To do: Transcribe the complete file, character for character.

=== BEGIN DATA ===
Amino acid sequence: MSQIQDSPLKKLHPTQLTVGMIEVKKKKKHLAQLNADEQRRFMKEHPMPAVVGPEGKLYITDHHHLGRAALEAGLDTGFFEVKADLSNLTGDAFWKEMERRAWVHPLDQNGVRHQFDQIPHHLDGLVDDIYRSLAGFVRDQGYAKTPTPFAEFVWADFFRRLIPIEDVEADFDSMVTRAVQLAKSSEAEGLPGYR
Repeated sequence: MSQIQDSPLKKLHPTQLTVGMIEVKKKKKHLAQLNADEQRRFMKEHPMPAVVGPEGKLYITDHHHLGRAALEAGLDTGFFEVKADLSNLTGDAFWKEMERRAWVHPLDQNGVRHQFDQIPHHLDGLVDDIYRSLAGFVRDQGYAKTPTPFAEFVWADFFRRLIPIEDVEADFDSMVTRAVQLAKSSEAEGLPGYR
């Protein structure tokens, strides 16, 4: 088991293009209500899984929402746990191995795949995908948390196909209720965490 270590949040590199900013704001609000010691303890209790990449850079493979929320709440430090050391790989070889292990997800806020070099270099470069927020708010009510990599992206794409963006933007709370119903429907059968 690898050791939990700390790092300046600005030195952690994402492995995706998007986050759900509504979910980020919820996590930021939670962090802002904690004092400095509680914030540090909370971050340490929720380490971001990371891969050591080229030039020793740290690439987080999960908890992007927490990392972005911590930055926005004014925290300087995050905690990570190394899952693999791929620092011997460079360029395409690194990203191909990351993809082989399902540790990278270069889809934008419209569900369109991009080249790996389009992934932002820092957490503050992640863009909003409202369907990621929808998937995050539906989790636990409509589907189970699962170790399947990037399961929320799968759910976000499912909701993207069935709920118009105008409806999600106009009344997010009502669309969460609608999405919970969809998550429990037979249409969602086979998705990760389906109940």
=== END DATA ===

Amino acid sequence: MSQIQDSPLKKLHPTQLTVGMIEVKKKKKHLAQLNADEQRRFMKEHPMPAVVGPEGKLYITDHHHLGRAALEAGLDTGFFEVKADLSNLTGDAFWKEMERRAWVHPLDQNGVRHQFDQIPHHLDGLVDDIYRSLAGFVRDQGYAKTPTPFAEFVWADFFRRLIPIEDVEADFDSMVTRAVQLAKSSEAEGLPGYR
Repeated sequence: MSQIQDSPLKKLHPTQLTVGMIEVKKKKKHLAQLNADEQRRFMKEHPMPAVVGPEGKLYITDHHHLGRAALEAGLDTGFFEVKADLSNLTGDAFWKEMERRAWVHPLDQNGVRHQFDQIPHHLDGLVDDIYRSLAGFVRDQGYAKTPTPFAEFVWADFFRRLIPIEDVEADFDSMVTRAVQLAKSSEAEGLPGYR
């Protein structure tokens, strides 16, 4: 088991293009209500899984929402746990191995795949995908948390196909209720965490 270590949040590199900013704001609000010691303890209790990449850079493979929320709440430090050391790989070889292990997800806020070099270099470069927020708010009510990599992206794409963006933007709370119903429907059968 690898050791939990700390790092300046600005030195952690994402492995995706998007986050759900509504979910980020919820996590930021939670962090802002904690004092400095509680914030540090909370971050340490929720380490971001990371891969050591080229030039020793740290690439987080999960908890992007927490990392972005911590930055926005004014925290300087995050905690990570190394899952693999791929620092011997460079360029395409690194990203191909990351993809082989399902540790990278270069889809934008419209569900369109991009080249790996389009992934932002820092957490503050992640863009909003409202369907990621929808998937995050539906989790636990409509589907189970699962170790399947990037399961929320799968759910976000499912909701993207069935709920118009105008409806999600106009009344997010009502669309969460609608999405919970969809998550429990037979249409969602086979998705990760389906109940």